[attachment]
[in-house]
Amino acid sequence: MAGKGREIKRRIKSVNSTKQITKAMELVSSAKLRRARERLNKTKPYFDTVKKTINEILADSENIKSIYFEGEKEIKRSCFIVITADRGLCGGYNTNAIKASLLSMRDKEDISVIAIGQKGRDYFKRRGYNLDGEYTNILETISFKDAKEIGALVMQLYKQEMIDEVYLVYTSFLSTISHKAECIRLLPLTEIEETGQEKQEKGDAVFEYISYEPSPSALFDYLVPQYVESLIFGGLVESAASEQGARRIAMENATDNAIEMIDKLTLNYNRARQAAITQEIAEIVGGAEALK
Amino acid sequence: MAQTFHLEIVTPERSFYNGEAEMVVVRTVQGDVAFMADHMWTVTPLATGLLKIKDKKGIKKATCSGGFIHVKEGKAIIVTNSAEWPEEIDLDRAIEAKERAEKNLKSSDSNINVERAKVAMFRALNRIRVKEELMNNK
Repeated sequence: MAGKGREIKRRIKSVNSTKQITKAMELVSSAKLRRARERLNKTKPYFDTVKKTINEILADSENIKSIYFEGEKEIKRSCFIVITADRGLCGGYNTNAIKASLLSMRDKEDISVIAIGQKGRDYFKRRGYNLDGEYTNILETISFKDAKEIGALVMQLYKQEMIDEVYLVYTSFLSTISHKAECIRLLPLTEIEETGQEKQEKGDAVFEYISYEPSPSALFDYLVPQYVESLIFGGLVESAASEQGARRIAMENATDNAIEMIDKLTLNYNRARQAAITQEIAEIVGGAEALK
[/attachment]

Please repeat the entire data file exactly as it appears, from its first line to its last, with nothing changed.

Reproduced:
[in-house]
Amino acid sequence: MAGKGREIKRRIKSVNSTKQITKAMELVSSAKLRRARERLNKTKPYFDTVKKTINEILADSENIKSIYFEGEKEIKRSCFIVITADRGLCGGYNTNAIKASLLSMRDKEDISVIAIGQKGRDYFKRRGYNLDGEYTNILETISFKDAKEIGALVMQLYKQEMIDEVYLVYTSFLSTISHKAECIRLLPLTEIEETGQEKQEKGDAVFEYISYEPSPSALFDYLVPQYVESLIFGGLVESAASEQGARRIAMENATDNAIEMIDKLTLNYNRARQAAITQEIAEIVGGAEALK
Amino acid sequence: MAQTFHLEIVTPERSFYNGEAEMVVVRTVQGDVAFMADHMWTVTPLATGLLKIKDKKGIKKATCSGGFIHVKEGKAIIVTNSAEWPEEIDLDRAIEAKERAEKNLKSSDSNINVERAKVAMFRALNRIRVKEELMNNK
Repeated sequence: MAGKGREIKRRIKSVNSTKQITKAMELVSSAKLRRARERLNKTKPYFDTVKKTINEILADSENIKSIYFEGEKEIKRSCFIVITADRGLCGGYNTNAIKASLLSMRDKEDISVIAIGQKGRDYFKRRGYNLDGEYTNILETISFKDAKEIGALVMQLYKQEMIDEVYLVYTSFLSTISHKAECIRLLPLTEIEETGQEKQEKGDAVFEYISYEPSPSALFDYLVPQYVESLIFGGLVESAASEQGARRIAMENATDNAIEMIDKLTLNYNRARQAAITQEIAEIVGGAEALK